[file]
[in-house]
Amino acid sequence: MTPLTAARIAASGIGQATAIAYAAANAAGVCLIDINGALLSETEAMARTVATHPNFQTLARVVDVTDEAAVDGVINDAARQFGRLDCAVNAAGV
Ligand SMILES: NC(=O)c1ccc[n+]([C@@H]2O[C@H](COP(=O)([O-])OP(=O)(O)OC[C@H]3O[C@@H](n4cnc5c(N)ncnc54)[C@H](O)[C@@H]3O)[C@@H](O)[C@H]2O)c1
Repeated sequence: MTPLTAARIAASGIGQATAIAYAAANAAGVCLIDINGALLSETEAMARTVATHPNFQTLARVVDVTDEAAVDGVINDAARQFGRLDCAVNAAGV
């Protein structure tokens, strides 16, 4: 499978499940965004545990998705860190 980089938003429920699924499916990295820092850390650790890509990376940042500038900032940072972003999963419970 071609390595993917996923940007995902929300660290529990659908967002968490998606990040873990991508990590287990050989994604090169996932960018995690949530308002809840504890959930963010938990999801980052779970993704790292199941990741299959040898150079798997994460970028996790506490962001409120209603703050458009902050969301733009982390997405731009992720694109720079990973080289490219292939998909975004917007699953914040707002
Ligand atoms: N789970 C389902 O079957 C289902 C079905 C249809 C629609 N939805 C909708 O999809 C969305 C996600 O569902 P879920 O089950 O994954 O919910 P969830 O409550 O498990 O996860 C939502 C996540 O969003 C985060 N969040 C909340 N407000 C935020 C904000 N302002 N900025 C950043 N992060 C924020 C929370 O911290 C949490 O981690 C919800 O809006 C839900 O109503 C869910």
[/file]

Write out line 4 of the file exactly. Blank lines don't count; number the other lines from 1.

Repeated sequence: MTPLTAARIAASGIGQATAIAYAAANAAGVCLIDINGALLSETEAMARTVATHPNFQTLARVVDVTDEAAVDGVINDAARQFGRLDCAVNAAGV